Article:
It’s also hard to not sell at a low point when you are relying on investment income to survive. Those who are already retired may not be able to ride out the lows without selling.

Insolvent Companies

Sometimes there’s a reason why certain companies are low. If you had used this advice to buy Circuit City right before they went under, you’d have lost your entire investment. Not all individual stocks that go low will go back up.

At the same time, there are thousands of penny stocks on the market for super low prices. The odds that any one of these low-value companies will blow up to be big winners are not good. Buying these low will result in owning a bunch of low-value stock, and you will more than likely lose money in the long run.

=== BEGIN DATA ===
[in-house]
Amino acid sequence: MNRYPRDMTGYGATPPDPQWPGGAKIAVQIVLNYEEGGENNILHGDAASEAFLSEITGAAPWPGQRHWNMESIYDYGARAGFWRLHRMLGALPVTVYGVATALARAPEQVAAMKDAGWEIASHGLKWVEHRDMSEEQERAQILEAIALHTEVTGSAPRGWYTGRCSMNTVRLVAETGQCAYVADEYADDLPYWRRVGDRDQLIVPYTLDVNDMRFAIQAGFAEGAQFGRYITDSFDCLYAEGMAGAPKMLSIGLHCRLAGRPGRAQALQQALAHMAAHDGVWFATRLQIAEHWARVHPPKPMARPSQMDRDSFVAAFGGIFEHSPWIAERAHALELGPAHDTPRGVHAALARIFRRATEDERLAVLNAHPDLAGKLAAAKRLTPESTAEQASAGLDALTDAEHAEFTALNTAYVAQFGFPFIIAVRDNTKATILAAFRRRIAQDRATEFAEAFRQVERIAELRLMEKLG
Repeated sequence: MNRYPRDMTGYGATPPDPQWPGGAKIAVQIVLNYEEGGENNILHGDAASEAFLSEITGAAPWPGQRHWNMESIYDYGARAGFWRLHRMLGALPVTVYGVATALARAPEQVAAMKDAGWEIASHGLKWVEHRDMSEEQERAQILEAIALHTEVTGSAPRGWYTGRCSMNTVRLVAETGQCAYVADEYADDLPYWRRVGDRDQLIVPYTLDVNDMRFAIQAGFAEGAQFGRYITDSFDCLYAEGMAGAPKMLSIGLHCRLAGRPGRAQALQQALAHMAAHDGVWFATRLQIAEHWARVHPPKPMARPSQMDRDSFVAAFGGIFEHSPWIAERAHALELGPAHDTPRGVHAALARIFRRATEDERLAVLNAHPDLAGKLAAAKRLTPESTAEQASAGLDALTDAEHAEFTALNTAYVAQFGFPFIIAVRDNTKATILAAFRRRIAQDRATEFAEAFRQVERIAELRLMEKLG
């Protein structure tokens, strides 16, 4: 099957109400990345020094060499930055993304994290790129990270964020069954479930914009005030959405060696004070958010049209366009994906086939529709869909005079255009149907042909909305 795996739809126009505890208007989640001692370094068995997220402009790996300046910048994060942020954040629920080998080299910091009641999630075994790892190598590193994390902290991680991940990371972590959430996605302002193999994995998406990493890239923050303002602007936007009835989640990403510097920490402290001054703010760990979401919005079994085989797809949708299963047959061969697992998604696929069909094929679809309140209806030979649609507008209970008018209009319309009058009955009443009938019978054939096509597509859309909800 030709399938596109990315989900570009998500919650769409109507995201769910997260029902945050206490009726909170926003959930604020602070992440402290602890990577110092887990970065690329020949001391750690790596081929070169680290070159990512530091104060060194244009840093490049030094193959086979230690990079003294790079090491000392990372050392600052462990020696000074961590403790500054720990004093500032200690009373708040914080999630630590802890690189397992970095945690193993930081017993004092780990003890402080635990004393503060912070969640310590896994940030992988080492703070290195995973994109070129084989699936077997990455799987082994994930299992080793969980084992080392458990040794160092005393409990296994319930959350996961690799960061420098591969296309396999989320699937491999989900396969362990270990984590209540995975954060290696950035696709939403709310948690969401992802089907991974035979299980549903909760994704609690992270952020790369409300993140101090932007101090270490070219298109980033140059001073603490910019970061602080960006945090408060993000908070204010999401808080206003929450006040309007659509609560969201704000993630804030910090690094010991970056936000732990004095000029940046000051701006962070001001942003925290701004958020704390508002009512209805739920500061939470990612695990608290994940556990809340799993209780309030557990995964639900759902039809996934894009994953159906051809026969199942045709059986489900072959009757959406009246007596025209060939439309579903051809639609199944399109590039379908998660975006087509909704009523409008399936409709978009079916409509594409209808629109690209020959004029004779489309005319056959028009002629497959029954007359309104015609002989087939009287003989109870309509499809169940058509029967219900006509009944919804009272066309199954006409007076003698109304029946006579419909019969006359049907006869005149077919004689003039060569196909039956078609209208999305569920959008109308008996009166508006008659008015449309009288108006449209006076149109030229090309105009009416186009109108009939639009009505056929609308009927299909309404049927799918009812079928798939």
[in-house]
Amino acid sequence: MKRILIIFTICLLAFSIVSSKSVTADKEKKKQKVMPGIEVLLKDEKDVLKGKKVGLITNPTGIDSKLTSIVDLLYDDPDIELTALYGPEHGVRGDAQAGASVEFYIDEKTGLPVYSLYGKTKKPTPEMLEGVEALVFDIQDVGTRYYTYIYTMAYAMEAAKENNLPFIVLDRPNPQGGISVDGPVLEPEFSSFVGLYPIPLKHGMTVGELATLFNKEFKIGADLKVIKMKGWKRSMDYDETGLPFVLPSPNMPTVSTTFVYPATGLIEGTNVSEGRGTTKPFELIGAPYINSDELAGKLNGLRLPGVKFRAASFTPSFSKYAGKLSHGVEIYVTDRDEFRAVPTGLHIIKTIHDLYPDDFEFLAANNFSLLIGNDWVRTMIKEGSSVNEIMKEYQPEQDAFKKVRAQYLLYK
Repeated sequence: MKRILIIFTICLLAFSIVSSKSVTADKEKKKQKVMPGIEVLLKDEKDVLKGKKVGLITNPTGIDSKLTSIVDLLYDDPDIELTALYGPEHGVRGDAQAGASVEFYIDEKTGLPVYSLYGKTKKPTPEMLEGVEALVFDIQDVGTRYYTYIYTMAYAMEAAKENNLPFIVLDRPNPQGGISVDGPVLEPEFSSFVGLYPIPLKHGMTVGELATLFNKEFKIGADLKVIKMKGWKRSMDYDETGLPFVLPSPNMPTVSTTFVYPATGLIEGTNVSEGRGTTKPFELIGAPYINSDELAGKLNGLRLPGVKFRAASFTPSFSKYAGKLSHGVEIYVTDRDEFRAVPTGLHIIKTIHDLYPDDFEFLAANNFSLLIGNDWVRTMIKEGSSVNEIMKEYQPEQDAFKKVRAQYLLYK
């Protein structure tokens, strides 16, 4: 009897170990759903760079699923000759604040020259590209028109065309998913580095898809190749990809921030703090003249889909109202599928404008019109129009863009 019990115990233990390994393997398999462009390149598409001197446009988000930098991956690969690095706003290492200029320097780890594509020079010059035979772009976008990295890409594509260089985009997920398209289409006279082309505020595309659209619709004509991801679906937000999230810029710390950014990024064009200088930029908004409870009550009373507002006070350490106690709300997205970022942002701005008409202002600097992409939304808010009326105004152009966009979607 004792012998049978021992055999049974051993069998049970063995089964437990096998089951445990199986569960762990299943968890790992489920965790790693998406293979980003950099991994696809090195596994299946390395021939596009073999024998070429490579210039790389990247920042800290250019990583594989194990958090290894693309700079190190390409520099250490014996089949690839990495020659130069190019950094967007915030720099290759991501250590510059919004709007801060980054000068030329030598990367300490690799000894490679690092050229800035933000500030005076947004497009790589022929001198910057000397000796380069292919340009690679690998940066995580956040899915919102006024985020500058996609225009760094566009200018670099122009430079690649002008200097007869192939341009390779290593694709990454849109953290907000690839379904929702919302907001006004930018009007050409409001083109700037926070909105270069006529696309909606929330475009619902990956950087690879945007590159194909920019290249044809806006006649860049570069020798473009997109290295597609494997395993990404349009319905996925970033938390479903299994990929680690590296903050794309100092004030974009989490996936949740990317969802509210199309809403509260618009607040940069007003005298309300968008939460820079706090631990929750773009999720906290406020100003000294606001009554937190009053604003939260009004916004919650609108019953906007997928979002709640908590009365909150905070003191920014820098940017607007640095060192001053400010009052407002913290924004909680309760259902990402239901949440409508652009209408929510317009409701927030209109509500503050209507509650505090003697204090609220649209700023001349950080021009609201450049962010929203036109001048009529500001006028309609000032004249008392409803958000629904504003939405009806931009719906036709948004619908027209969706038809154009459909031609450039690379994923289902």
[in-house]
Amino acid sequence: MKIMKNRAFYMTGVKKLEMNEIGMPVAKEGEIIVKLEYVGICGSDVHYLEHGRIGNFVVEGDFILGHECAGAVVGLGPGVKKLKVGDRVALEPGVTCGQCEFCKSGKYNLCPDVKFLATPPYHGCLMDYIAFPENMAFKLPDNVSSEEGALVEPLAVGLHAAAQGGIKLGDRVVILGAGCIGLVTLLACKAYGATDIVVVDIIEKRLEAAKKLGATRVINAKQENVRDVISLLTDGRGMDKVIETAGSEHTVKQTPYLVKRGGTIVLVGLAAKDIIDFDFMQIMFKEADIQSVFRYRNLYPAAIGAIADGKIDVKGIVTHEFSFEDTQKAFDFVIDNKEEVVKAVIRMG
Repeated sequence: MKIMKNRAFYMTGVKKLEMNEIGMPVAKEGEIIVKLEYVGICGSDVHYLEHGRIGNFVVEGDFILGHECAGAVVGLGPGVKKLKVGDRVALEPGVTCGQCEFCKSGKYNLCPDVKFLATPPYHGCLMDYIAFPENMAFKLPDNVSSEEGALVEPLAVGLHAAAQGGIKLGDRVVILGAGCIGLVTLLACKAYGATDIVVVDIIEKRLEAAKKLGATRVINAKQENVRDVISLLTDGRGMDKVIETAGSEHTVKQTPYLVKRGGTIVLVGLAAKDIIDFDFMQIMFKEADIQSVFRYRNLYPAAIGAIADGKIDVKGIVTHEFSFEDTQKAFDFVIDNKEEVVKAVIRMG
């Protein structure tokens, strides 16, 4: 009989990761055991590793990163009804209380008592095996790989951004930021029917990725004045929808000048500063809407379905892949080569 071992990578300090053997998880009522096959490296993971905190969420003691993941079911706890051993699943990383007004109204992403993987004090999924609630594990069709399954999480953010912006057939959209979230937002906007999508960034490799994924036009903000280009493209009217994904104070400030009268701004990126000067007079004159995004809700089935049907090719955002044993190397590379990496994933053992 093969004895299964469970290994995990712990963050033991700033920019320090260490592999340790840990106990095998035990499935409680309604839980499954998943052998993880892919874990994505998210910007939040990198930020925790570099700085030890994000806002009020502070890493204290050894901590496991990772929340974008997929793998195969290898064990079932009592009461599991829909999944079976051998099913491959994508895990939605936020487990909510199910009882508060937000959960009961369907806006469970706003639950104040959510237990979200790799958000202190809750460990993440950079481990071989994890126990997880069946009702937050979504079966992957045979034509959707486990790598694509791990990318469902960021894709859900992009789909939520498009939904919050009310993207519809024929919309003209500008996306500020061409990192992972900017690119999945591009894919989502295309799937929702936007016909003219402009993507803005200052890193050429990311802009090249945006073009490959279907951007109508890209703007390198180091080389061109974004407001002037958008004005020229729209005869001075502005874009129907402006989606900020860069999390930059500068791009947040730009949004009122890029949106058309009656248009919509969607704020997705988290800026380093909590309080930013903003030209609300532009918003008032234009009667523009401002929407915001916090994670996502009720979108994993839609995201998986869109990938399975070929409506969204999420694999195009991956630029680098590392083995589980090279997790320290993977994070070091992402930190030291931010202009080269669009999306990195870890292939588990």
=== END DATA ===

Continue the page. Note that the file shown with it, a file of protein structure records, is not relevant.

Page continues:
Risk Tolerance

Another limitation of using this advice is your risk tolerance. If you’re someone who can’t stomach lows, you probably won’t want to invest in the stock market when it’s bottoming out. You’d have to buy shares when you think the market is at its lowest, then hope that those share prices don’t fall even further. Buying low isn’t for those who don’t like risk.

What Should I do Instead?

The biggest problem with this advice is that it leads to people trying to time the market. That’s nearly impossible to do. Instead, try dollar-cost averaging. This means that you set a certain amount of money aside to buy shares every month (or paycheck, etc.) without paying any attention to market volatility. Sometimes you will buy when the market is above average, and sometimes you will buy it when it’s below average. Over time, it averages out.